Those having skill in the art will appreciate that there are various logic implementations by which processes and/or systems described herein can be effected (e.g., hardware, software, and/or firmware), and that the preferred vehicle will vary with the context in which the processes are deployed. “Software” refers to logic that may be readily readapted to different purposes (e.g. read/write volatile or nonvolatile memory or media). “Firmware” refers to logic embodied as read-only memories and/or media. Hardware refers to logic embodied as analog and/or digital circuits. If an implementer determines that speed and accuracy are paramount, the implementer may opt for a hardware and/or firmware vehicle; alternatively, if flexibility is paramount, the implementer may opt for a solely software implementation; or, yet again alternatively, the implementer may opt for some combination of hardware, software, and/or firmware. Hence, there are several possible vehicles by which the processes described herein may be effected, none of which is inherently superior to the other in that any vehicle to be utilized is a choice dependent upon the context in which the vehicle will be deployed and the specific concerns (e.g., speed, flexibility, or predictability) of the implementer, any of which may vary. Those skilled in the art will recognize that optical aspects of implementations may involve optically-oriented hardware, software, and or firmware.

The foregoing detailed description has set forth various embodiments of the devices and/or processes via the use of block diagrams, flowcharts, and/or examples. Insofar as such block diagrams, flowcharts, and/or examples contain one or more functions and/or operations, it will be understood as notorious by those within the art that each function and/or operation within such block diagrams, flowcharts, or examples can be implemented, individually and/or collectively, by a wide range of hardware, software, firmware, or virtually any combination thereof. Several portions of the subject matter described herein may be implemented via Application Specific Integrated Circuits (ASICs), Field Programmable Gate Arrays (FPGAs), digital signal processors (DSPs), or other integrated formats. However, those skilled in the art will recognize that some aspects of the embodiments disclosed herein, in whole or in part, can be equivalently implemented in standard integrated circuits, as one or more computer programs running on one or more computers (e.g., as one or more programs running on one or more computer systems), as one or more programs running on one or more processors (e.g., as one or more programs running on one or more microprocessors), as firmware, or as virtually any combination thereof, and that designing the circuitry and/or writing the code for the software and/or firmware would be well within the skill of one of skill in the art in light of this disclosure. In addition, those skilled in the art will appreciate that the mechanisms of the subject matter described herein are capable of being distributed as a program product in a variety of forms, and that an illustrative embodiment of the subject matter described herein applies equally regardless of the particular type of signal bearing media used to actually carry out the distribution. Examples of a signal bearing media include, but are not limited to, the following: recordable type media such as floppy disks, hard disk drives, CD ROMs, digital tape, flash drives, SD cards, solid state fixed or removable storage, and computer memory.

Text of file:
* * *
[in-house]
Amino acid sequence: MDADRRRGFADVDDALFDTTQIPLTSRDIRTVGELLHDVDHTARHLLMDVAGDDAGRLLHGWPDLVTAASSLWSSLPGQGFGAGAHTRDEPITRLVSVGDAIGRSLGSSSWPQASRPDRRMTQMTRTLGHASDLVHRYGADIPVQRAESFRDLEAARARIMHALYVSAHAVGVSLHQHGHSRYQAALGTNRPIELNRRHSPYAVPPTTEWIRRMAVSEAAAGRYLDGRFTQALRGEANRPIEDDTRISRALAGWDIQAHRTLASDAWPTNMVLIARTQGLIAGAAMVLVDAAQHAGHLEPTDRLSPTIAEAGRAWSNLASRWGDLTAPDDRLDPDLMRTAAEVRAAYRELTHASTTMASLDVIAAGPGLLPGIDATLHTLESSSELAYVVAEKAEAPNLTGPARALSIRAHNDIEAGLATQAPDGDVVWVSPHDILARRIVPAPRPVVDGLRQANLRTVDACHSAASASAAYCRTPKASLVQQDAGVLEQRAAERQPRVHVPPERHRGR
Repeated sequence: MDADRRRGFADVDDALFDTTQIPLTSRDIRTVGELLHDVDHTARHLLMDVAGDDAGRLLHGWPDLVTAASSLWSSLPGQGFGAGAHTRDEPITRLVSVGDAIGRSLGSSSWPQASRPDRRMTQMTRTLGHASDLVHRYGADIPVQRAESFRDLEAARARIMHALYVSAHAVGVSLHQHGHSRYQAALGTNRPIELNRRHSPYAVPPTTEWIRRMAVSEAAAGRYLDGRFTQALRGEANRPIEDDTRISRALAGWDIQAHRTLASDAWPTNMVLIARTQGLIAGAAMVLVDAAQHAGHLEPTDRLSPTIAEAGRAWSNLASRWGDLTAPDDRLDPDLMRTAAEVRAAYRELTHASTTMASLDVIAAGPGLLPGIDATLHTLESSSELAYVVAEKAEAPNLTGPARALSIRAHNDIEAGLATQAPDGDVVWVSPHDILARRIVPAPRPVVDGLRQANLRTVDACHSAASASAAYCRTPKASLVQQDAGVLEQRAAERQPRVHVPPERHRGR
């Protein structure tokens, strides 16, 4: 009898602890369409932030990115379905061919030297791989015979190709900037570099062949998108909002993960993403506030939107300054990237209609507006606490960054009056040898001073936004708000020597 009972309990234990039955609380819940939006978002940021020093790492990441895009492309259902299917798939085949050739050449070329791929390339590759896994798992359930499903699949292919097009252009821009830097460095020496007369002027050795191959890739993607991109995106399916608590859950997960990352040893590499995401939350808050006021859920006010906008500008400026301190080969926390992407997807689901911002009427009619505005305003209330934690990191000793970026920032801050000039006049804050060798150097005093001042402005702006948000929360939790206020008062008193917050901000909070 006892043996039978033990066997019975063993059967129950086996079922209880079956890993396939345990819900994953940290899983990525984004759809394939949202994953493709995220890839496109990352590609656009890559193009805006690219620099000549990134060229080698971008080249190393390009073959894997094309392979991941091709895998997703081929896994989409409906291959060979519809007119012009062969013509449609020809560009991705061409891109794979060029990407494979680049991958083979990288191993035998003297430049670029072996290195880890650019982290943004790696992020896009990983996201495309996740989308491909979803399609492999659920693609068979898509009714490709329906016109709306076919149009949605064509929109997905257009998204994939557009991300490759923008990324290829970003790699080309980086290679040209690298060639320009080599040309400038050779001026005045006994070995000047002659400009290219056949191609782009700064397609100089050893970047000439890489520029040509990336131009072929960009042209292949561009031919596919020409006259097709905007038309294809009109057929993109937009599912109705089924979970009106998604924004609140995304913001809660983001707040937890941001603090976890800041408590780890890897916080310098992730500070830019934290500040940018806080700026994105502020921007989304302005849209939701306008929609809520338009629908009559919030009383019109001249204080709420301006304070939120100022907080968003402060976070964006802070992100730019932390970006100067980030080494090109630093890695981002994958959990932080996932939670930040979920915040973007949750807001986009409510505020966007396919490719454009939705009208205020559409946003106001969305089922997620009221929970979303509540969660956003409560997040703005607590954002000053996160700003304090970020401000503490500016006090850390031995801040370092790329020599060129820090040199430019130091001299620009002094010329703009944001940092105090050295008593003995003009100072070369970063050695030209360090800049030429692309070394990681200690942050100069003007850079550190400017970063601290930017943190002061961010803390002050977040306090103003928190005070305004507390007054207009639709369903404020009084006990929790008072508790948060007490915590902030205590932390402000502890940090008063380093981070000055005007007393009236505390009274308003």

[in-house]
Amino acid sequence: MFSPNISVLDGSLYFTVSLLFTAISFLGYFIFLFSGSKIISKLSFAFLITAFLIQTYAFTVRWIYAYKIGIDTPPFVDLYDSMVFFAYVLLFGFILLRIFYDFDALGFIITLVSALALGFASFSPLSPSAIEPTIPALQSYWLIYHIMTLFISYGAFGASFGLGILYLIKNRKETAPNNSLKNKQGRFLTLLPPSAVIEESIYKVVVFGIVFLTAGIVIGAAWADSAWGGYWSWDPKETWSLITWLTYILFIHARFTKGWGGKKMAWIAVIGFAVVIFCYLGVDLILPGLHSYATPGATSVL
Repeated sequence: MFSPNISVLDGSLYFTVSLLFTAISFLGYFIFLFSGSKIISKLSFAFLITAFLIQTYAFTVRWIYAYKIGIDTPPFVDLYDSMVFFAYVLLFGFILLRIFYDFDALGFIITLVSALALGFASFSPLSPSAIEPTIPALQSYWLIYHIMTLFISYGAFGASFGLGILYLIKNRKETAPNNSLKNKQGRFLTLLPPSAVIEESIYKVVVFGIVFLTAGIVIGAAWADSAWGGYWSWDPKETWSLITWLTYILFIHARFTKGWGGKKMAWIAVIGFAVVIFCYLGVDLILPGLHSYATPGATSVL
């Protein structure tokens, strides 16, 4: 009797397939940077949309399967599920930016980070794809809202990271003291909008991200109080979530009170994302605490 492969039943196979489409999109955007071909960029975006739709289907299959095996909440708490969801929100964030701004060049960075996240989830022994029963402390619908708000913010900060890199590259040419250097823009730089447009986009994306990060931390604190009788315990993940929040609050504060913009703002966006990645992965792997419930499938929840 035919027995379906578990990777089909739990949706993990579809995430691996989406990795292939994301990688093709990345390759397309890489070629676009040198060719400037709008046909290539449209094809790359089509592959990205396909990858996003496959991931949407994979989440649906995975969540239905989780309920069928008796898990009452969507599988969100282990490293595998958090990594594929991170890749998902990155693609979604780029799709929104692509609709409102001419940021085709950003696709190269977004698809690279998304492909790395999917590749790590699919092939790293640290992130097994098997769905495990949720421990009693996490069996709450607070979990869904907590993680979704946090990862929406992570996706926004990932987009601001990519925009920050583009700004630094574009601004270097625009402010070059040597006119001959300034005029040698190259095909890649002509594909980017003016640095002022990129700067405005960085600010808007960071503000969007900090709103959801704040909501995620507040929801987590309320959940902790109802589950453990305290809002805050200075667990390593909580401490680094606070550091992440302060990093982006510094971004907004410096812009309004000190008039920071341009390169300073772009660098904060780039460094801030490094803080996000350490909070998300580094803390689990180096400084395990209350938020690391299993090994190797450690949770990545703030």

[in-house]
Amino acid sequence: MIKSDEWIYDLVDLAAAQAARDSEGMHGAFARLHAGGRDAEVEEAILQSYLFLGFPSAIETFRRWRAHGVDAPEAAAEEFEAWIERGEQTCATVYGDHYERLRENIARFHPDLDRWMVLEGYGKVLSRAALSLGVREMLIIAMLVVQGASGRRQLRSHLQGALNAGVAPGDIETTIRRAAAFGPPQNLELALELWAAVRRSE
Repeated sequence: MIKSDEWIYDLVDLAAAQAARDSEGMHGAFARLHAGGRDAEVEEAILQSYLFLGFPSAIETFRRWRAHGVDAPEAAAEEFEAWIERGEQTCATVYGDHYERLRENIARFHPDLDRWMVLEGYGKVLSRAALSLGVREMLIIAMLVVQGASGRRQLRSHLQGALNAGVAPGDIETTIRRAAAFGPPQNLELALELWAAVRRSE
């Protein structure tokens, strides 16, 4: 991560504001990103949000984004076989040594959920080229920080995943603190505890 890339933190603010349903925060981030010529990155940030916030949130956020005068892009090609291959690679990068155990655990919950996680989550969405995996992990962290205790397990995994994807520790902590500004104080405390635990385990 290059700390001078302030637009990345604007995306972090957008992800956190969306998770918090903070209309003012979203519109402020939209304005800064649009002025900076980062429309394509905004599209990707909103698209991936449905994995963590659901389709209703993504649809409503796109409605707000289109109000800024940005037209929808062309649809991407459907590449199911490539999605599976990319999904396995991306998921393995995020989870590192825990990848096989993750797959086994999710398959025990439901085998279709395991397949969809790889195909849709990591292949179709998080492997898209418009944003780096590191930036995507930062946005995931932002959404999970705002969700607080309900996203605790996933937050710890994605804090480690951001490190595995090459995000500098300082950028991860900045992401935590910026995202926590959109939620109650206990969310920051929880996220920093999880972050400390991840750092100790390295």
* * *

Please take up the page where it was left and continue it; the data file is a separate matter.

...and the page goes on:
In a general sense, those skilled in the art will recognize that the various aspects described herein which can be implemented, individually and/or collectively, by a wide range of hardware, software, firmware, or any combination thereof can be viewed as being composed of various types of “circuitry.” Consequently, as used herein “circuitry” includes, but is not limited to, electrical circuitry having at least one discrete electrical circuit, electrical circuitry having at least one integrated circuit, electrical circuitry having at least one application specific integrated circuit, circuitry forming a general purpose computing device configured by a computer program (e.g., a general purpose computer configured by a computer program which at least partially carries out processes and/or devices described herein, or a microprocessor configured by a computer program which at least partially carries out processes and/or devices described herein), circuitry forming a memory device (e.g., forms of random access memory), and/or circuitry forming a communications device (e.g., a modem, communications switch, or optical-electrical equipment).

Those skilled in the art will recognize that it is common within the art to describe devices and/or processes in the fashion set forth herein, and thereafter use standard engineering practices to integrate such described devices and/or processes into larger systems. That is, at least a portion of the devices and/or processes described herein can be integrated into a network processing system via a reasonable amount of experimentation.

Claims

1. A method of operating a signal demodulator in a receiver device, the method comprising:

operating the receiver device to receive a modulated signal;
transform the modulated signal to a digital signal;
configuring a signal filter window on a frequency filter to maximize time domain signal resolution;